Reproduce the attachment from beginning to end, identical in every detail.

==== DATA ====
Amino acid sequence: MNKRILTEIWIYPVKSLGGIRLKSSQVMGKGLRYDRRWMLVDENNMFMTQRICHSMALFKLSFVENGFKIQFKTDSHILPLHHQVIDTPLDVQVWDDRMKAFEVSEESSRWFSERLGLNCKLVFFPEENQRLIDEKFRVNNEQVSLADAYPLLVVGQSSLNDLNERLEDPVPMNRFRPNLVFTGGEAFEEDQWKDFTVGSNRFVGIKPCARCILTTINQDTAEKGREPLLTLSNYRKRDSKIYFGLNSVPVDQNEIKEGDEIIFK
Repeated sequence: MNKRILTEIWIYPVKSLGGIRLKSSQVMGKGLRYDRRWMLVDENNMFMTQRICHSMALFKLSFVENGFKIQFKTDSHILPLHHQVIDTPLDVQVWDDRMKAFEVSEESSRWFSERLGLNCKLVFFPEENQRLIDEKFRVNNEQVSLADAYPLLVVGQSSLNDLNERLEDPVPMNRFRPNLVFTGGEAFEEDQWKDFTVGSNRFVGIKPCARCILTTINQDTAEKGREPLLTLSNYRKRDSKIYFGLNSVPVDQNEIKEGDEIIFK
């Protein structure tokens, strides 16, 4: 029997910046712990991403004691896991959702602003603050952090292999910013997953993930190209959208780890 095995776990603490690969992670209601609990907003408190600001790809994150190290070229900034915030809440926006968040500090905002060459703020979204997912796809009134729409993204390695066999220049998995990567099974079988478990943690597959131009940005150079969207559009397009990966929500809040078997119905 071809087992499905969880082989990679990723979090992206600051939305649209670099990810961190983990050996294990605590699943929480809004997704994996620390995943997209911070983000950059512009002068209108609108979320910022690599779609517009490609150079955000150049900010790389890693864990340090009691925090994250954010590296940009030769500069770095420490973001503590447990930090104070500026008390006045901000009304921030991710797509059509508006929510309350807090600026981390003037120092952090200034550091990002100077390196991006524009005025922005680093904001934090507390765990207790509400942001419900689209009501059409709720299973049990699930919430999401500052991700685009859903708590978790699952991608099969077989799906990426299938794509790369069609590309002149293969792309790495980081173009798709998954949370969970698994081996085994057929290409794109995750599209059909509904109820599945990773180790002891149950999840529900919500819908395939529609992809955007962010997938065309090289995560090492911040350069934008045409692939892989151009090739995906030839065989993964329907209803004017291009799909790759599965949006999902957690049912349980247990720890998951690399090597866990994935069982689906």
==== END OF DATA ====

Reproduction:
Amino acid sequence: MNKRILTEIWIYPVKSLGGIRLKSSQVMGKGLRYDRRWMLVDENNMFMTQRICHSMALFKLSFVENGFKIQFKTDSHILPLHHQVIDTPLDVQVWDDRMKAFEVSEESSRWFSERLGLNCKLVFFPEENQRLIDEKFRVNNEQVSLADAYPLLVVGQSSLNDLNERLEDPVPMNRFRPNLVFTGGEAFEEDQWKDFTVGSNRFVGIKPCARCILTTINQDTAEKGREPLLTLSNYRKRDSKIYFGLNSVPVDQNEIKEGDEIIFK
Repeated sequence: MNKRILTEIWIYPVKSLGGIRLKSSQVMGKGLRYDRRWMLVDENNMFMTQRICHSMALFKLSFVENGFKIQFKTDSHILPLHHQVIDTPLDVQVWDDRMKAFEVSEESSRWFSERLGLNCKLVFFPEENQRLIDEKFRVNNEQVSLADAYPLLVVGQSSLNDLNERLEDPVPMNRFRPNLVFTGGEAFEEDQWKDFTVGSNRFVGIKPCARCILTTINQDTAEKGREPLLTLSNYRKRDSKIYFGLNSVPVDQNEIKEGDEIIFK
């Protein structure tokens, strides 16, 4: 029997910046712990991403004691896991959702602003603050952090292999910013997953993930190209959208780890 095995776990603490690969992670209601609990907003408190600001790809994150190290070229900034915030809440926006968040500090905002060459703020979204997912796809009134729409993204390695066999220049998995990567099974079988478990943690597959131009940005150079969207559009397009990966929500809040078997119905 071809087992499905969880082989990679990723979090992206600051939305649209670099990810961190983990050996294990605590699943929480809004997704994996620390995943997209911070983000950059512009002068209108609108979320910022690599779609517009490609150079955000150049900010790389890693864990340090009691925090994250954010590296940009030769500069770095420490973001503590447990930090104070500026008390006045901000009304921030991710797509059509508006929510309350807090600026981390003037120092952090200034550091990002100077390196991006524009005025922005680093904001934090507390765990207790509400942001419900689209009501059409709720299973049990699930919430999401500052991700685009859903708590978790699952991608099969077989799906990426299938794509790369069609590309002149293969792309790495980081173009798709998954949370969970698994081996085994057929290409794109995750599209059909509904109820599945990773180790002891149950999840529900919500819908395939529609992809955007962010997938065309090289995560090492911040350069934008045409692939892989151009090739995906030839065989993964329907209803004017291009799909790759599965949006999902957690049912349980247990720890998951690399090597866990994935069982689906």